The Direct Approach: Customer care

Direct marketers need to look at the bigger brand picture and realise that managing existing customers is just as important as recruiting new ones.

It is official, 2005 is the Year of the Customer. And as far as I'm concerned, it's about time. I cannot remember a year when so many high-profile brands committed their TV spend to customer marketing. There has been a step change in strategy and it is clear that customers and their value have never had such a high priority.

Customer marketing may be new to our advertising cousins, but we would be short-sighted not to realise that it is new to a great many people in direct marketing. While building our agency, we have interviewed and met many people who have spent their entire careers in direct marketing but have only been involved in prospecting and acquisition. This seemed strange at first but, on reflection, there has been such an appetite for volume over the past ten years that prospecting for new customers has taken precedence over value and, more importantly, realising and retaining that value.

But hang on, I hear you cry. Surely in the past ten to 15 years we have taken greater strides forward in customer relationship management than at any other time since the days when the butcher, the baker and the candlestick-maker knew all their customers' names and needs by heart? Well, yes and no. There is no doubt that we have sophisticated software that makes the management and segmentation of customer data an art form. And some organisations are embracing this opportunity, re-engineering or building their businesses accordingly and reaping the benefits.

However, we as an industry must ask ourselves whether we have been quick enough to see the potential of the tools at our disposal. Yes, agencies have invested heavily in data planning and analysis. We have advised our clients on the best ways to collect customers' data - what to ask and when, how to store it and how to keep it clean and usable. But, having proved we know how to collect it and hold it, have we shown that we know what to do with it?

In truth, we know we haven't used this data well. Customers also know we haven't used it well. Over the past decade, we have asked our customers to tell us more about their lives, their loves, their needs and what they want from us. They expect us to do this and they are happy to provide the information if they see a value in doing so.

We live in an era of exchange-based relationships: if I tell you this, what will I receive in return? Customers know that we will use the information they give us to communicate with and market to them. What irks them is when we ignore this information and continue to communicate as if we have no idea who they are or what they bought.

To break it down, all too often we are guilty of treating our customers like prospects - or of not recognising the difference between the two.

Of course, some sectors are guiltier of this than others and, indeed, in each of those sectors we will all be able to cite examples of organisations that get it right. Sadly, though, I fear a significantly higher number of organisations do not make the grade.

So, what do we do? And, more importantly, what role should DM agencies play? I applaud the brands that move their spend away from high-profile brand-building advertising and choose instead to reach out to their customer base. But I can't help thinking that this decision throws up an interesting challenge.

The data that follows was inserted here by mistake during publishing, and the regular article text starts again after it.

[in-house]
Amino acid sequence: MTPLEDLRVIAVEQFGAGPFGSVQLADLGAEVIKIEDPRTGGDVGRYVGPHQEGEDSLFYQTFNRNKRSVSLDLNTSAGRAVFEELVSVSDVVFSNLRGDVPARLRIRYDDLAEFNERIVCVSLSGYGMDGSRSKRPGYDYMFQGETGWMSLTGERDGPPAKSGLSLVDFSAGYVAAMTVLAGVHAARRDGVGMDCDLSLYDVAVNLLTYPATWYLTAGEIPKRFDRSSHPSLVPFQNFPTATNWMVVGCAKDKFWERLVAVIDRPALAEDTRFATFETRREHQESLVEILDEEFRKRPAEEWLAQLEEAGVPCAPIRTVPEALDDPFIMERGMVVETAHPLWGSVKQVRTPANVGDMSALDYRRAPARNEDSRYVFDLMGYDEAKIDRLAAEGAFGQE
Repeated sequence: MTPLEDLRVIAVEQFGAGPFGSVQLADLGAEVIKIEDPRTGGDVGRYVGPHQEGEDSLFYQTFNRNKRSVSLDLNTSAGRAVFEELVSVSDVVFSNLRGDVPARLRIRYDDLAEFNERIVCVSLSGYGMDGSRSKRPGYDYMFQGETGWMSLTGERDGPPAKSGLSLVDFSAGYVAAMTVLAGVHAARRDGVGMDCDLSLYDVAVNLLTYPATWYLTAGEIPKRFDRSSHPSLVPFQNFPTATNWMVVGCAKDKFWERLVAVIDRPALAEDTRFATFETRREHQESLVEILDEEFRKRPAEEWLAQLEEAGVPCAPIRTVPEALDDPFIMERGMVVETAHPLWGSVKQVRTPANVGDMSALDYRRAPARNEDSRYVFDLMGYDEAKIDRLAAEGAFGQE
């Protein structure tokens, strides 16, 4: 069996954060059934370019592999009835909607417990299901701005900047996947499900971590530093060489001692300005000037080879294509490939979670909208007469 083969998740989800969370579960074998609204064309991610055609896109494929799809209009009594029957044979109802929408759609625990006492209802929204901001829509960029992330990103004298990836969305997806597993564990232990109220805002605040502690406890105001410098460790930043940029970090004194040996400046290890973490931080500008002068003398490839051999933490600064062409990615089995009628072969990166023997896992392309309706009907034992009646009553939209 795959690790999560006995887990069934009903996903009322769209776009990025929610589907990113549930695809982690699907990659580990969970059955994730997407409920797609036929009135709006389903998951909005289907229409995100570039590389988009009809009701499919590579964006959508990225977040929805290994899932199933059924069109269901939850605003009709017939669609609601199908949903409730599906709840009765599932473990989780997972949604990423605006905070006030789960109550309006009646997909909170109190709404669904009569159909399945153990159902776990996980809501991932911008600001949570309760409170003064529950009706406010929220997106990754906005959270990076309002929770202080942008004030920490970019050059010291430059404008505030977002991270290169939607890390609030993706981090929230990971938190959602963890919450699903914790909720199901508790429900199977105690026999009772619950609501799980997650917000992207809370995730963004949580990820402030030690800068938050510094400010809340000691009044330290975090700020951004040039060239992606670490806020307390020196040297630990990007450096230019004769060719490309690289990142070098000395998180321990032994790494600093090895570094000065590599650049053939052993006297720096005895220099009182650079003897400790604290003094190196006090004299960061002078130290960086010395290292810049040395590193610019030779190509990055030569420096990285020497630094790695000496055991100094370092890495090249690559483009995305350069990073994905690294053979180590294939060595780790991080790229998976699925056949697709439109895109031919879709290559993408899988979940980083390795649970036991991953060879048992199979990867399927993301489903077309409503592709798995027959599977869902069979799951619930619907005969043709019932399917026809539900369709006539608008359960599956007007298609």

If brands "lead with their chin" - if they are prepared to commit large portions of their marketing budget to highly visible customer-based stories in mass-target media, such as TV, press and outdoor - then we must make damned sure the direct communications that follow meet expectations.

We know already that having been seduced by a brand's promises, customers often feel disappointed by the direct communications that follow. If the promises that seduce them are specifically about customer service, then the potential to disappoint can only increase. In this situation, there is a real danger of high churn levels.

We have all talked at length to our clients about the importance of the customer and the difference between a short-term volume strategy and a long-term value strategy. Now let's get more specific.

The barriers that prevented relevant, segmented customer communications are now easier to overcome. Digital print and electronic media are bringing down the cost of producing truly personal customer communications. And CRM software, which was once exorbitant, is now available in off-the-shelf packages.

Direct marketers have long waxed lyrical about the concepts of "loyalty", the "customer journey" and "moments of truth". That said, the rules of direct marketing were largely built on prospecting. It is time to use intellectual rigour to answer the toughest questions in customer marketing.

How do we migrate customers to the right products for them and for the business? Do we really know why people are loyal? Who are my valuable and vulnerable customers? How and when should I talk to them? Who are my next most valuable and vulnerable customers? Which moments of truth in the customer journey have the biggest impact on customer profitability and defection? And what can DM do about them?

Only when we can answer each of these questions should we look to creativity to help us execute our thinking in the most compelling way. And here, too, we may find that we need to rethink our approach if we are to create brands that sell. I mean, whatever happened to copywriting? Perhaps that's a discussion for another day.

- Chris Whitson is the planning partner at Stephens Francis Whitson.


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